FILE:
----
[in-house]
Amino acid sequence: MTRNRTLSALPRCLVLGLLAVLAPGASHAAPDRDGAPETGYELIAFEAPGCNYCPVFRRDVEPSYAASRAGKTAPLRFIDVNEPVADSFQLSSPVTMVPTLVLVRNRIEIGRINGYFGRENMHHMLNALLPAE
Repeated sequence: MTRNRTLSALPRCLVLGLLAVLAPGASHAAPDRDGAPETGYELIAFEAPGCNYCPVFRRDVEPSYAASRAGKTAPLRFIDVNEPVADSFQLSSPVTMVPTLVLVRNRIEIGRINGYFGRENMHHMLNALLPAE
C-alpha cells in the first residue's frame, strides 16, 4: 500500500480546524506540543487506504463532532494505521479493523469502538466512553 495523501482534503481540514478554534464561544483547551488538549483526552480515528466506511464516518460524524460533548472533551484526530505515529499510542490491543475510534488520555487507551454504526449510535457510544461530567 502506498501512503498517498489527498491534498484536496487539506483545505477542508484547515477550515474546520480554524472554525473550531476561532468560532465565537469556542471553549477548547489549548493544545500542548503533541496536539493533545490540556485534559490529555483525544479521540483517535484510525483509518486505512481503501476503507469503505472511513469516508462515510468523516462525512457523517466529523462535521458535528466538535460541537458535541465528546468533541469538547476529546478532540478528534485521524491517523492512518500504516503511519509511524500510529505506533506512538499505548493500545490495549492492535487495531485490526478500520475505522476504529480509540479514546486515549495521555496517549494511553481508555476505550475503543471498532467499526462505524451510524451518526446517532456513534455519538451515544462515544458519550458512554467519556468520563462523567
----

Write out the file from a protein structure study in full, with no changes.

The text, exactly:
[in-house]
Amino acid sequence: MTRNRTLSALPRCLVLGLLAVLAPGASHAAPDRDGAPETGYELIAFEAPGCNYCPVFRRDVEPSYAASRAGKTAPLRFIDVNEPVADSFQLSSPVTMVPTLVLVRNRIEIGRINGYFGRENMHHMLNALLPAE
Repeated sequence: MTRNRTLSALPRCLVLGLLAVLAPGASHAAPDRDGAPETGYELIAFEAPGCNYCPVFRRDVEPSYAASRAGKTAPLRFIDVNEPVADSFQLSSPVTMVPTLVLVRNRIEIGRINGYFGRENMHHMLNALLPAE
C-alpha cells in the first residue's frame, strides 16, 4: 500500500480546524506540543487506504463532532494505521479493523469502538466512553 495523501482534503481540514478554534464561544483547551488538549483526552480515528466506511464516518460524524460533548472533551484526530505515529499510542490491543475510534488520555487507551454504526449510535457510544461530567 502506498501512503498517498489527498491534498484536496487539506483545505477542508484547515477550515474546520480554524472554525473550531476561532468560532465565537469556542471553549477548547489549548493544545500542548503533541496536539493533545490540556485534559490529555483525544479521540483517535484510525483509518486505512481503501476503507469503505472511513469516508462515510468523516462525512457523517466529523462535521458535528466538535460541537458535541465528546468533541469538547476529546478532540478528534485521524491517523492512518500504516503511519509511524500510529505506533506512538499505548493500545490495549492492535487495531485490526478500520475505522476504529480509540479514546486515549495521555496517549494511553481508555476505550475503543471498532467499526462505524451510524451518526446517532456513534455519538451515544462515544458519550458512554467519556468520563462523567